New guidance to support organisations to deliver peer support for people with long term conditions

Release Date: 27 September 2012

Source: Mental Health Foundation

Country: United Kingdom

Organisations delivering or planning to deliver peer support for people with long term conditions will be able to find out more about its benefits and good practice thanks to a new guidance by the Mental Health Foundation Peer Support in Long Term Conditions: the Basics.

The guidance was generated following a research project undertaken from 2010 to 2011. The research found that peer support activity for people with long term conditions across Scotland had a positive impact on people’s emotional and physical health but that access to such services was inconsistent. Support services also reported some challenges to integrate with statutory services and felt they often lacked credibility in the eyes of potential referrers including clinicians and beneficiaries.

As a result, The Mental Health Foundation developed a guidance providing a starting point for such organisations which is accessible to a wide audience and applicable to all long term conditions.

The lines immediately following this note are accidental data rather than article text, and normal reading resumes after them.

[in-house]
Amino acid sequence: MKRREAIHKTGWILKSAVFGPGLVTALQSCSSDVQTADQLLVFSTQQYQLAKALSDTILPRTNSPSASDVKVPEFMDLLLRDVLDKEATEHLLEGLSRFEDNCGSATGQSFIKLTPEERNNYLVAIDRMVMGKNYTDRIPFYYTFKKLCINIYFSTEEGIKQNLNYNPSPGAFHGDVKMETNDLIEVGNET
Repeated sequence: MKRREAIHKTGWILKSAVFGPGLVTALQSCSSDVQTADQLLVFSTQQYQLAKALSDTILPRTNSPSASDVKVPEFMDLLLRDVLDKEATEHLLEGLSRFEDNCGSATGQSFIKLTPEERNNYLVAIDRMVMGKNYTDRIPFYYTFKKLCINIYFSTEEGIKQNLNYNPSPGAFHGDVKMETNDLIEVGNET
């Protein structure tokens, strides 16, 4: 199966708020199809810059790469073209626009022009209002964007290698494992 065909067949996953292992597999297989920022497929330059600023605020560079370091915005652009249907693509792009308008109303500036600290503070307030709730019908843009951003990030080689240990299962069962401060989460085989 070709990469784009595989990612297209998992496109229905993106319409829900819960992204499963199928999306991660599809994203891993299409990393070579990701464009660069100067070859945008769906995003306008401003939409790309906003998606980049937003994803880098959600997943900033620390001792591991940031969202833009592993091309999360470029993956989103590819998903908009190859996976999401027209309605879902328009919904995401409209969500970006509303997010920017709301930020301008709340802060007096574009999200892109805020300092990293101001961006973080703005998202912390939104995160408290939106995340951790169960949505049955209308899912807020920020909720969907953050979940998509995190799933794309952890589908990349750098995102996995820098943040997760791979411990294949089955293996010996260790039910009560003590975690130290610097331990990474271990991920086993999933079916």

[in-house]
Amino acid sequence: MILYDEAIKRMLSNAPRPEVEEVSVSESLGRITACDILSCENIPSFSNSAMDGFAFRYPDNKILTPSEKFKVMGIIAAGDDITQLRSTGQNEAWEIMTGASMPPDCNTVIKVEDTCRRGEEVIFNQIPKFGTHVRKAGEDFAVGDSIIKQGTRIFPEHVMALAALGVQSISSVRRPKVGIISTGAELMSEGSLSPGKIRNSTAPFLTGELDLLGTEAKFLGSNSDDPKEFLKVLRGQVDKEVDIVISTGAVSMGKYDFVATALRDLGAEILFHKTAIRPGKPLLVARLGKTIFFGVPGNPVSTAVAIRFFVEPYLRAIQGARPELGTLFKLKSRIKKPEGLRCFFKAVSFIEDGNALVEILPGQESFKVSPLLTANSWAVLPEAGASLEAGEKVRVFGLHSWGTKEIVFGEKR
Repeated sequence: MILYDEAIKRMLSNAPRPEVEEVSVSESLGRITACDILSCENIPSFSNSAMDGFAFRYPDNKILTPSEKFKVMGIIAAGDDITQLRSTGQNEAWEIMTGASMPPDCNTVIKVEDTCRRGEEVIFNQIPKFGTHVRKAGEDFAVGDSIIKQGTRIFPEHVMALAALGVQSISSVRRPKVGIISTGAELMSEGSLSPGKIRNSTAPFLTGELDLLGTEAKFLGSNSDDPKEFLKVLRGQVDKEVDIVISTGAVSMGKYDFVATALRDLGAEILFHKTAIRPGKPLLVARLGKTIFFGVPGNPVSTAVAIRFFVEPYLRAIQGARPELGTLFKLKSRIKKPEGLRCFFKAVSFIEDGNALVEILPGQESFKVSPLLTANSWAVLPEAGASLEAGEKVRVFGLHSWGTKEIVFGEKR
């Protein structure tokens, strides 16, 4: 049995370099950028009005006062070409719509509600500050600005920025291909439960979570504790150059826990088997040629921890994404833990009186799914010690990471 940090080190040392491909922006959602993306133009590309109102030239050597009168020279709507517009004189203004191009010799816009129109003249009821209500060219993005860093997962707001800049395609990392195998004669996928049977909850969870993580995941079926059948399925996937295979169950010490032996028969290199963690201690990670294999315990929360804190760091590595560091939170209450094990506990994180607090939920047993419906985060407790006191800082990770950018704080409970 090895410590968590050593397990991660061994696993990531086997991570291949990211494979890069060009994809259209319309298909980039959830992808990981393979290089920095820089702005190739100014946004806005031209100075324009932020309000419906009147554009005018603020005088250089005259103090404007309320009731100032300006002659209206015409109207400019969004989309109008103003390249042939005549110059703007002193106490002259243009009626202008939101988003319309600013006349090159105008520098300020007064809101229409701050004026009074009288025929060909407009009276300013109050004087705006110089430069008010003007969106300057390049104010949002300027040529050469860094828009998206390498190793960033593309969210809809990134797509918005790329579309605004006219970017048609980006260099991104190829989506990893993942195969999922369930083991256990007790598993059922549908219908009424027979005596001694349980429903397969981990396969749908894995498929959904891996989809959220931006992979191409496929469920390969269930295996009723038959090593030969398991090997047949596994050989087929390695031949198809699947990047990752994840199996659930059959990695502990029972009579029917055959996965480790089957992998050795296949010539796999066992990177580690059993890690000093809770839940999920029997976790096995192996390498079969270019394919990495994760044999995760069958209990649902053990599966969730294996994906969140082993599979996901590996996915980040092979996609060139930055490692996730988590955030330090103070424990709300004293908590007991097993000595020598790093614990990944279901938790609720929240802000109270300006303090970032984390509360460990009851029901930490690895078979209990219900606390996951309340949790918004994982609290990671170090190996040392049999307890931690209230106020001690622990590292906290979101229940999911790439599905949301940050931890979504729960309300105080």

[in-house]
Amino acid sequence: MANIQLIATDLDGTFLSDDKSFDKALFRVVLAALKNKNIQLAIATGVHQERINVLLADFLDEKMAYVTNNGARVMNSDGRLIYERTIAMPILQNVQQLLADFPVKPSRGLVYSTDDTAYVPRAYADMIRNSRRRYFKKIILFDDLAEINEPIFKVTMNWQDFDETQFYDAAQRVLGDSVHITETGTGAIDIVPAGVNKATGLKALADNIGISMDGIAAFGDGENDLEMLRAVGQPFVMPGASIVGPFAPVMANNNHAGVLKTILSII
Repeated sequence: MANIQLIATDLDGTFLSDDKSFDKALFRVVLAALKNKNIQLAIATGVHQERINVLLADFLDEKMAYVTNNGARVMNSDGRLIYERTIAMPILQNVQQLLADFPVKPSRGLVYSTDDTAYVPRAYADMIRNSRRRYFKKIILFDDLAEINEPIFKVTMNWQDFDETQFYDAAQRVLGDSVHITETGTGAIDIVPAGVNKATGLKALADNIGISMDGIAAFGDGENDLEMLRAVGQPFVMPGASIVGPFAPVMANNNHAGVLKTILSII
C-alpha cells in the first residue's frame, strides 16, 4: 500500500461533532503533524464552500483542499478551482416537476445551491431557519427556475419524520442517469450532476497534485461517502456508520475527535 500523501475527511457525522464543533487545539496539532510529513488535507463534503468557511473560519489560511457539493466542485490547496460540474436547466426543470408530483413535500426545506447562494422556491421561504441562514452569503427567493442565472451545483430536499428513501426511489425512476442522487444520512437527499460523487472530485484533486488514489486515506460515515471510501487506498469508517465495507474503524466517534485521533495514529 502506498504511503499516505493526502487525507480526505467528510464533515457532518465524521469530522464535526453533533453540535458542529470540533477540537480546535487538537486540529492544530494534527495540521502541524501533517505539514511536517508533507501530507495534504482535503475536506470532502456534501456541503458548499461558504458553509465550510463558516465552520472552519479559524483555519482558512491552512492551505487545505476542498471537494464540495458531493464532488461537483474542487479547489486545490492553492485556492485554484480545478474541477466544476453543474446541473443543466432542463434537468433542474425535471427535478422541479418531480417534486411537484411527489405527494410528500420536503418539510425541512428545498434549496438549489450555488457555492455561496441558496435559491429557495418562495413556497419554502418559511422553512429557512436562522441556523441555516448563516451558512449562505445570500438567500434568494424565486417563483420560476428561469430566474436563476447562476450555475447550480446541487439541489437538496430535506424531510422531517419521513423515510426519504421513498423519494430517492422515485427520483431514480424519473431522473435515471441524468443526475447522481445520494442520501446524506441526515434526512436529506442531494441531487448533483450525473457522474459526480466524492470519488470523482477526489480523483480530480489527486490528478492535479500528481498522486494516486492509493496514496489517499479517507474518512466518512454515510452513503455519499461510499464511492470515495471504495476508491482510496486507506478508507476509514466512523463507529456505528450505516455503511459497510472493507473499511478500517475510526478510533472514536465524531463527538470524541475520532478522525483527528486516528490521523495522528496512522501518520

The guidance covers the following topics:

• Background information about what peer support is and its benefits
• Who benefits most from peer support
• The matching process
• Formalising peer support
• Roles and functions
• Confidentiality
• Clarifying boundaries
• Support and supervision
• Training
• Partnership working
• Sustaining peer support services
• Evaluation and monitoring

Amy Woodhouse, Project Officer, says:

“There is increasing evidence that demonstrates the benefits of peer support for people with long term conditions. There is a need to help more people access these highly valuable services but also to enhance the quality and impact of existing peer support throughout Scotland.

We hope that this guidance will contribute to supporting NHS and voluntary sector organisations to work in partnership to develop services to address these needs.”

The guidance is launched today at the Peer Support for Long Term Conditions Networking event in Glasgow, where delegates from around 40 different organisations are coming together to share good practice, knowledge and expertise.

The briefing is available to download.